Culture; noun; the customs, arts, social institutions, and achievements of a particular nation, people, or other social group.
Culture is defined as a thought, but does it really define some of us as people? When you hear culture, what do you think? Is it the way we live, is it housing, or religion? Culture is one the hardest words to explain, especially when you have no idea what it means. But when I asked local student, Calvin Santes, about how he felt being half Hispanic and half Caucasian, he was open to give us some information about his life and his views on things concerning him.
When I asked Calvin how he felt about the Hispanic culture, he said “A lot of people don’t think Hispanics care about Christmas, but it is just the opposite.” He also told us, “Most Latin Americans are Catholic and see Christmas as very important holiday.” When I heard this, I felt that Christmas isn’t just giving and receiving gifts to each other, because to them it’s seen as meaningful.
Calvin pointed out to us that Hispanic mothers are some of the toughest and yet loving people. He says that Hispanic mothers really want their children to succeed. “Most mothers are hard on their children because they want them to succeed and have a better life than they did,” he stated. Calvin’s grandmother came from Southern Mexico. She came here in pursuit of happiness. “Everyone deserves to be happy,” Calvin told me.
What Do People Do Not See?
“People don’t seem to notice that places in Mexico don’t have a lot of food, so food there doesn’t really go to waste, unlike the portions in the U.S.,” He says, “My Abuela is constantly offering me milk and making Menudo¹.” Given the portions of food we’re offered in the United States, it is quite difficult to imaging eating and drinking so much just to feel full. It can make you realize how saying, “I’m starving,” can be so untrue, and once you understand it, you feel terrible for ever saying it. There are people out here who gorge on food for days, and some who drink milk just to keep their stomach from growling. Not everyone is lucky enough to have a Abuela like Calvin’s.
¹(Menudo is a traditional Mexican soup, made with cow’s stomach in broth with a red chili pepper base.)
Apart from the food portions, he does say that most Hispanics value family, their work ethic, religion, and academics. I asked him why these things are valued so much. He then explained, “They value these things because some families want their family tree to grow and be successful, to have a better life than some of them. Academics are probably something a lot of parents of any culture, not just Hispanic, try to push their children to excel, they want them to become exceptional in their eyes.” I understood this completely. Parents do push their children to accomplish more in life, and some kids see that and try and live up to the expectations. Some kids don’t really consider that their parents want them to go and make something out of their lives. Along with academics, he pointed out that they value work ethic, which I agree is extremely important. If you were to come to America looking for something in life, such as wanting to be a CEO of a corporation, you’ve got to put in the effort. They put in so much work just to receive such little pay that they might not even be able to put food on the table, but it gives them a roof over their head. “Family…we value family because sometimes that’s the only thing you have,” he expressed. “Religion is also something special to us, it’s kind of like a way of life, something to guide us through hardships.”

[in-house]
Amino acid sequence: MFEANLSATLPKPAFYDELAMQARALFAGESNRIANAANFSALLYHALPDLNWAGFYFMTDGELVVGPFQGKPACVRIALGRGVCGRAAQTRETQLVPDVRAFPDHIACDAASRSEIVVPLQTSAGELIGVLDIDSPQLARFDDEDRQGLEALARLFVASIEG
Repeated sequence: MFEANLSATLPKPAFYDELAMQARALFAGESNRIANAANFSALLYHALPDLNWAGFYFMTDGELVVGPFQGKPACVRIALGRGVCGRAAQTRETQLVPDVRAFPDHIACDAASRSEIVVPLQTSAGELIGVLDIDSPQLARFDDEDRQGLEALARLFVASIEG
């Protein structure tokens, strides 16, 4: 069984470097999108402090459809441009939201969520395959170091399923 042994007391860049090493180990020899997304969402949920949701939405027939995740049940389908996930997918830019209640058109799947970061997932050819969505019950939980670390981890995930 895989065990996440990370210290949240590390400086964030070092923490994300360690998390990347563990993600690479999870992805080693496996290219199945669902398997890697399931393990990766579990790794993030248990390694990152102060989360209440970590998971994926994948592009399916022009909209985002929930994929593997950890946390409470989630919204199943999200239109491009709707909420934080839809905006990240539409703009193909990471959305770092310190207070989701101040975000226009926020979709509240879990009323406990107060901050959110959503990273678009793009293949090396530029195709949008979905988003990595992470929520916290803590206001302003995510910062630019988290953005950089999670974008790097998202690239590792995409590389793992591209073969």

How Do People See You?
“A lot of people only see the outside of me. But there is more than what meets the eye. I’m actually half Hispanic and half Caucasian, but I’m white-passing. It feels like a hidden feature of me that no one knows or sees.” As a student who is biracial, African-American and Caucasian, it feels awkward when people are surprised when you do some thing that’s only classified under one race. You feel like people expect you to be like this or that. Sharon Draper, a famous American children’s writer and teacher, wrote a book called Blended and as she talked about the book she said, “…That the black and white keys of her life combine to create an unexpected symphony of race, terror, and finally peace.” Calvin said something along the lines of this, “The reason why some people feels like the reason for division of race is politician driven chaos, and we cannot control what happens in life.”
We might not be able to control how life turns out, but we can influence it with our words and actions. Who we are and what we become can and will influence the future generations.